Tags: Social Security

Social Security Reform: Keeping It Solvent and Provide a More Equitable System
Steven Tanimura, via SSRN Link to more items from this source
Sept. 18, 2020

"[This paper's] primary objective is to highlight the more salient aspects of the issues surrounding Social Security with respect to its primary goal of attaining solvency. A secondary objective is to determine if Social Security can be made more equitable.... Two proposals ... [highlight] aspects of how it may be possible to secure long-term solvency for the program, as well as possibly providing a more equitable solution to those who participate in the labor market."

Tags: Social Security

Social Security: Minimum Benefits (PDF)
Congressional Research Service [CRS] Link to more items from this source
Sept. 11, 2020

31 pages. "Some recent proposals would redesign the minimum benefit.... However, some have suggested [allowing] the minimum benefit to phase out, arguing that the provision does not accurately target the working poor ... Increases in Social Security benefits targeted at lifetime low earners could be implemented in various ways. " [Report R43615, updated Sep. 10, 2020]

Tags: Social Security

Social Security: Potential Effect of Raising or Eliminating the Taxable Earnings Base (PDF)
Congressional Research Service [CRS] Link to more items from this source
Sept. 3, 2020

30 pages. "[T]he Social Security Administration's Office of the Chief Actuary (OCACT) estimates that phasing in an increase in the taxable maximum (for both contributions and benefits bases) to cover 90% of covered earnings over the next decade would eliminate roughly 20% of the long-range shortfall in Social Security. OCACT's estimates also show that if all earnings were subject to the payroll tax, but the current-law base was retained for benefit calculations, the Social Security trust funds would remain solvent for over 40 years." [RL32896, updated Sept. 2, 2020]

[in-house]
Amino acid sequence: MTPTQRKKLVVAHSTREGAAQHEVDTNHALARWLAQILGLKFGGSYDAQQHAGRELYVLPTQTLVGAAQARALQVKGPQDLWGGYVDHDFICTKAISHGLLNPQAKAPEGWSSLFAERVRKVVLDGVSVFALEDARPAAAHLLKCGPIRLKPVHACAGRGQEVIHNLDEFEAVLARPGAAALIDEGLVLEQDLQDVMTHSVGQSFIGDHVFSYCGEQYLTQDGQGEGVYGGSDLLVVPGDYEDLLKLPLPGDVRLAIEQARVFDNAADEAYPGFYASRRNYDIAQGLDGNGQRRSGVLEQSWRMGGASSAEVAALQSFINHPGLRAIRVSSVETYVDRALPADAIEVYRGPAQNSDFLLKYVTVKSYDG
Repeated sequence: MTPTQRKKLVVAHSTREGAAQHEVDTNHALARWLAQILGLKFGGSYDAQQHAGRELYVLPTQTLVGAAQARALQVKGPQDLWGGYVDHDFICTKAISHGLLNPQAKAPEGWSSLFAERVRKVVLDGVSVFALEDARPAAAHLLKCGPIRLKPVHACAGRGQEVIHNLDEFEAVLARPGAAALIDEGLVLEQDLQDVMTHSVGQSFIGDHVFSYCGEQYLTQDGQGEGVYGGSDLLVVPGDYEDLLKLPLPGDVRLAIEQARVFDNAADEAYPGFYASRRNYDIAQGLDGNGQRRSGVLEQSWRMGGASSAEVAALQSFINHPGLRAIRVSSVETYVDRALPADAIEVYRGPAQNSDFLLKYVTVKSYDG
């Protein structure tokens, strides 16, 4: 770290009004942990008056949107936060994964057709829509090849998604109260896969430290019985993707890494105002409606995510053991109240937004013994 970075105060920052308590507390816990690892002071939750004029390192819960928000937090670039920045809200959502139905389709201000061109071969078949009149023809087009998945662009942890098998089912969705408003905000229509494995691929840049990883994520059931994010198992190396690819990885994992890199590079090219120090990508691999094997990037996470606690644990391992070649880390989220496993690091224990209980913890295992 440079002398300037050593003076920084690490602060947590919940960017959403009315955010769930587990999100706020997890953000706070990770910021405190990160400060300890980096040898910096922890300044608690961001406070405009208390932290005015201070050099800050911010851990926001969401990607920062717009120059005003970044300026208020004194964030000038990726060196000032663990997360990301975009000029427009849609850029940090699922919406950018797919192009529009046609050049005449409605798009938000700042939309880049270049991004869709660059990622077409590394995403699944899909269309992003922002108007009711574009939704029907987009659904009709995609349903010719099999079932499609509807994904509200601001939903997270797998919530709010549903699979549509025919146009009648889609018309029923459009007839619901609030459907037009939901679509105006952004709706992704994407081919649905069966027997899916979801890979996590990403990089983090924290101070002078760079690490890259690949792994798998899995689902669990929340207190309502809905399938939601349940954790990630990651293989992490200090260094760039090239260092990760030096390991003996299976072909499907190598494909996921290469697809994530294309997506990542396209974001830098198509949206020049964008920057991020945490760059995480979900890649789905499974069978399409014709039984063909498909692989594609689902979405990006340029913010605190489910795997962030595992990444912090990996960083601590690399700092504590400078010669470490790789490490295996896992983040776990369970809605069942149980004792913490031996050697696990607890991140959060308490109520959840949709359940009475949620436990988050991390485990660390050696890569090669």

Tags: Retirement Plan Policy  •  Social Security

2021 COLA: A Raise Likely for Social Security Recipients After All
Kiplinger Link to more items from this source
Aug. 25, 2020

"Summer rebounds in [gasoline, travel, and car insurance], as well as increases for in-demand items like used cars, meat and haircuts, have put the consumer price index back on a more normal trajectory ... The Kiplinger Letter is now forecasting a 1.2% increase in the 2021 COLA, which should be welcome news to retirees and others who receive Social Security benefits."

Tags: Social Security

Social Security COLA 2021: What to Know About Cost-of-Living Benefits
USA TODAY Link to more items from this source
Aug. 10, 2020

"The government won't officially announce the next COLA until October, but experts are predicting a small raise or none at all.... COLAs are based on increases in the CPI-W from the third quarter of the prior year to the corresponding quarter of the current year in which the COLA became effective.... Currently, the year-over-year increase in the CPI-W through the second quarter of 2020 is 0.15%."

Tags: Social Security

Social Security: Economic Growth and the Funding Shortfall
Congressional Research Service [CRS] Link to more items from this source
Aug. 7, 2020

27 pages. "This report presents the current status of the trust funds, projections for the factors in real economic growth, and how projections for these growth factors are estimated to affect the program's financial status.... The trustees' intermediate assumptions, their best estimates as to the program's future experience, suggest that low growth is contributing to the projected financial shortfall[.]" [R46479, Aug. 6, 2020]